The Navajo Nation extends into the states of Utah , Arizona and New Mexico , covering over 27,000 square miles of unparalleled beauty. Diné Bikéyah, or Navajoland, is larger than 10 of the 50 states in America.
Visitors from around the world are intrigued and mystified when they hear the Navajo language – so, too, were the enemy during World War II. Unknown to many, the Navajo language was used to create a secret code to battle the Japanese. Navajo men were selected to create codes and serve on the front line to overcome and deceive those on the other side of the battlefield. Today, these men are recognized as the famous Navajo Code Talkers, who exemplify the unequaled bravery and patriotism of the Navajo people.
Navajo Nation Government
Today, the Navajo Nation is striving to sustain a viable economy for an ever increasing population that now surpasses 250,000. In years past, Navajoland often appeared to be little more than a desolate section of the Southwest, but it was only a matter of time before the Navajo Nation became known as a wealthy nation in a world of its own. The discovery of oil on Navajoland in the early 1920′s promoted the need for a more systematic form of government.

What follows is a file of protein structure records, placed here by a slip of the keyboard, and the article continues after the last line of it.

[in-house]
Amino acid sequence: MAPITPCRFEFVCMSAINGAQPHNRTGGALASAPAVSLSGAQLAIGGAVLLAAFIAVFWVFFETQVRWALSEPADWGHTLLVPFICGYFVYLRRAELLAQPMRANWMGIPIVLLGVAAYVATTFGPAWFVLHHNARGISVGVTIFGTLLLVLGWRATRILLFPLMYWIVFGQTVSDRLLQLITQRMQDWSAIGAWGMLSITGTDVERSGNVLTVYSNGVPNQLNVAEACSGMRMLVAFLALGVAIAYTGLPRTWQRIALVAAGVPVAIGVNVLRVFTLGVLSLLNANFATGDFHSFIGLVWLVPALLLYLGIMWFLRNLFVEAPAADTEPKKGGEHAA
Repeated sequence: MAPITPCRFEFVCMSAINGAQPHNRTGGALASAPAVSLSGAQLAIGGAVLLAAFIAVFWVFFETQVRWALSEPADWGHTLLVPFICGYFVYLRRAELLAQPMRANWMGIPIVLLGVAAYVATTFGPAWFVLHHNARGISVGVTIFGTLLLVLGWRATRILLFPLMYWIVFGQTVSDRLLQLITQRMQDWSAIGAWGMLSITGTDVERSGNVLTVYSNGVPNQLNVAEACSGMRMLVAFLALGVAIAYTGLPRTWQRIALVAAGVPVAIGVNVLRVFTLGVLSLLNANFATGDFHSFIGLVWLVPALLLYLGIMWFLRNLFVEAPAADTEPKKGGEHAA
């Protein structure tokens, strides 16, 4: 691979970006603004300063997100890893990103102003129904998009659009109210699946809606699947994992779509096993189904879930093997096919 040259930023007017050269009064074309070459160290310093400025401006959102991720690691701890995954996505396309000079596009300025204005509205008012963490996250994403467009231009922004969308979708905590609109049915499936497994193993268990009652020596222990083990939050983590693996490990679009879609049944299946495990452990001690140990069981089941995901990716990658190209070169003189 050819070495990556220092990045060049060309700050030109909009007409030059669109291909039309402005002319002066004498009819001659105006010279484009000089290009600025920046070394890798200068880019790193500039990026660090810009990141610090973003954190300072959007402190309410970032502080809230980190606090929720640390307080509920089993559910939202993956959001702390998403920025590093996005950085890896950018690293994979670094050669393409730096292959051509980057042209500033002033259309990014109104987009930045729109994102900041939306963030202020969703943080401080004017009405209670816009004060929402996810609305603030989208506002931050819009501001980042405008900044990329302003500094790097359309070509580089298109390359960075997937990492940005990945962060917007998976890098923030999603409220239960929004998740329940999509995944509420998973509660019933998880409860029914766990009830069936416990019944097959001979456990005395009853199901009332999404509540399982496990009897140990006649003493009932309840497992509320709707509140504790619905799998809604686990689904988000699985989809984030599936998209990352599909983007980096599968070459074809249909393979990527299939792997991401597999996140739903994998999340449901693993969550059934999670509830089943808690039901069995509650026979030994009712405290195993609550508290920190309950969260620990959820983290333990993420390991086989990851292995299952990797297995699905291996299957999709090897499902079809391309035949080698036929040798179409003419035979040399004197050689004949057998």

In 1923, a tribal government was established to help meet the increasing desires of American oil companies to lease Navajoland for exploration. Navajo government has evolved into the largest and most sophisticated form of American Indian government. The Navajo Nation Council Chambers hosts 88 council delegates representing 110 Navajo Nation chapters.
See the Navajo Nation government in action as the 24 Council delegates (representing 110 Navajo Nation chapters, or communities) discuss critical issues and enact legislation to determine the future of the Navajo people. Reorganized in 1991 to form a three-branch system (executive, legislative and judicial), the Navajos conduct what is considered to be the most sophisticated form of Indian government. While the Council is in session, you’ll likely hear delegates carry on the tradition of speaking in Navajo, providing a perfect example of how the Navajo Nation retains its valuable cultural heritage while forging ahead with modern progress. When the Council is not in session, legislative work is done by 12 “standing committees” of the Council. Inside the circular Council Chambers, the walls are adorned with colorful murals that depict the history of the Navajo people and the Navajo way of life. For more info about tours, call 928-871-6417 or write to P.O. Box 1400 , Window Rock, AZ 86515. This information was provided from the Navajo Nation.